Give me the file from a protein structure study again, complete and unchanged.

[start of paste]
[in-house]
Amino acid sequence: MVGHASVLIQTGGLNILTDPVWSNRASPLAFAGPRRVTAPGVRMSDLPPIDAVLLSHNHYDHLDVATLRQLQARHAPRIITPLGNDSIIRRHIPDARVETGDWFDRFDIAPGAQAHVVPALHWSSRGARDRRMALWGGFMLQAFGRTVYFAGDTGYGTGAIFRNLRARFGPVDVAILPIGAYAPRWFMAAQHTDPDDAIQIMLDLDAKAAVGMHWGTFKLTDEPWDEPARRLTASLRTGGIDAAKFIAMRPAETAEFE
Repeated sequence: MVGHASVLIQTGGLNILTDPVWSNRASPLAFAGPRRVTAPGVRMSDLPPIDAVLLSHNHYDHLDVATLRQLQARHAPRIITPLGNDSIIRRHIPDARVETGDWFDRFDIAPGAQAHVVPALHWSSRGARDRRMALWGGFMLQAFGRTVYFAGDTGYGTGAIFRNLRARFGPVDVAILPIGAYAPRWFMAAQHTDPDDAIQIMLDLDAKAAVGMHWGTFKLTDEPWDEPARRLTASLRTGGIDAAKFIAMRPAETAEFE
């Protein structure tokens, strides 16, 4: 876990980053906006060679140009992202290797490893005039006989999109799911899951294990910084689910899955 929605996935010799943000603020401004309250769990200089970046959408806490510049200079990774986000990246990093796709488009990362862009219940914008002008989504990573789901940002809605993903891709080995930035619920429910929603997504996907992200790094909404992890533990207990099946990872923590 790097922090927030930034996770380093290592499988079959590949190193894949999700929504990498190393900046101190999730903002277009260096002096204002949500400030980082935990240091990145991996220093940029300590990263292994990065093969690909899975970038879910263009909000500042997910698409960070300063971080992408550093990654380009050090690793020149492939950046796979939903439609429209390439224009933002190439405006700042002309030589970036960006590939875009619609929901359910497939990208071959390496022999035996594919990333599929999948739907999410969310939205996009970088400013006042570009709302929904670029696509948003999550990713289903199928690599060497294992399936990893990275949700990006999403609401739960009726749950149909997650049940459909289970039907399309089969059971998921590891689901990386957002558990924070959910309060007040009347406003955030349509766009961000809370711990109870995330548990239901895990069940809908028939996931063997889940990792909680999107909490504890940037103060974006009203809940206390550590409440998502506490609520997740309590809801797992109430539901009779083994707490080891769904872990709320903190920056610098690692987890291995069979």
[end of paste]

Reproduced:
[in-house]
Amino acid sequence: MVGHASVLIQTGGLNILTDPVWSNRASPLAFAGPRRVTAPGVRMSDLPPIDAVLLSHNHYDHLDVATLRQLQARHAPRIITPLGNDSIIRRHIPDARVETGDWFDRFDIAPGAQAHVVPALHWSSRGARDRRMALWGGFMLQAFGRTVYFAGDTGYGTGAIFRNLRARFGPVDVAILPIGAYAPRWFMAAQHTDPDDAIQIMLDLDAKAAVGMHWGTFKLTDEPWDEPARRLTASLRTGGIDAAKFIAMRPAETAEFE
Repeated sequence: MVGHASVLIQTGGLNILTDPVWSNRASPLAFAGPRRVTAPGVRMSDLPPIDAVLLSHNHYDHLDVATLRQLQARHAPRIITPLGNDSIIRRHIPDARVETGDWFDRFDIAPGAQAHVVPALHWSSRGARDRRMALWGGFMLQAFGRTVYFAGDTGYGTGAIFRNLRARFGPVDVAILPIGAYAPRWFMAAQHTDPDDAIQIMLDLDAKAAVGMHWGTFKLTDEPWDEPARRLTASLRTGGIDAAKFIAMRPAETAEFE
């Protein structure tokens, strides 16, 4: 876990980053906006060679140009992202290797490893005039006989999109799911899951294990910084689910899955 929605996935010799943000603020401004309250769990200089970046959408806490510049200079990774986000990246990093796709488009990362862009219940914008002008989504990573789901940002809605993903891709080995930035619920429910929603997504996907992200790094909404992890533990207990099946990872923590 790097922090927030930034996770380093290592499988079959590949190193894949999700929504990498190393900046101190999730903002277009260096002096204002949500400030980082935990240091990145991996220093940029300590990263292994990065093969690909899975970038879910263009909000500042997910698409960070300063971080992408550093990654380009050090690793020149492939950046796979939903439609429209390439224009933002190439405006700042002309030589970036960006590939875009619609929901359910497939990208071959390496022999035996594919990333599929999948739907999410969310939205996009970088400013006042570009709302929904670029696509948003999550990713289903199928690599060497294992399936990893990275949700990006999403609401739960009726749950149909997650049940459909289970039907399309089969059971998921590891689901990386957002558990924070959910309060007040009347406003955030349509766009961000809370711990109870995330548990239901895990069940809908028939996931063997889940990792909680999107909490504890940037103060974006009203809940206390550590409440998502506490609520997740309590809801797992109430539901009779083994707490080891769904872990709320903190920056610098690692987890291995069979």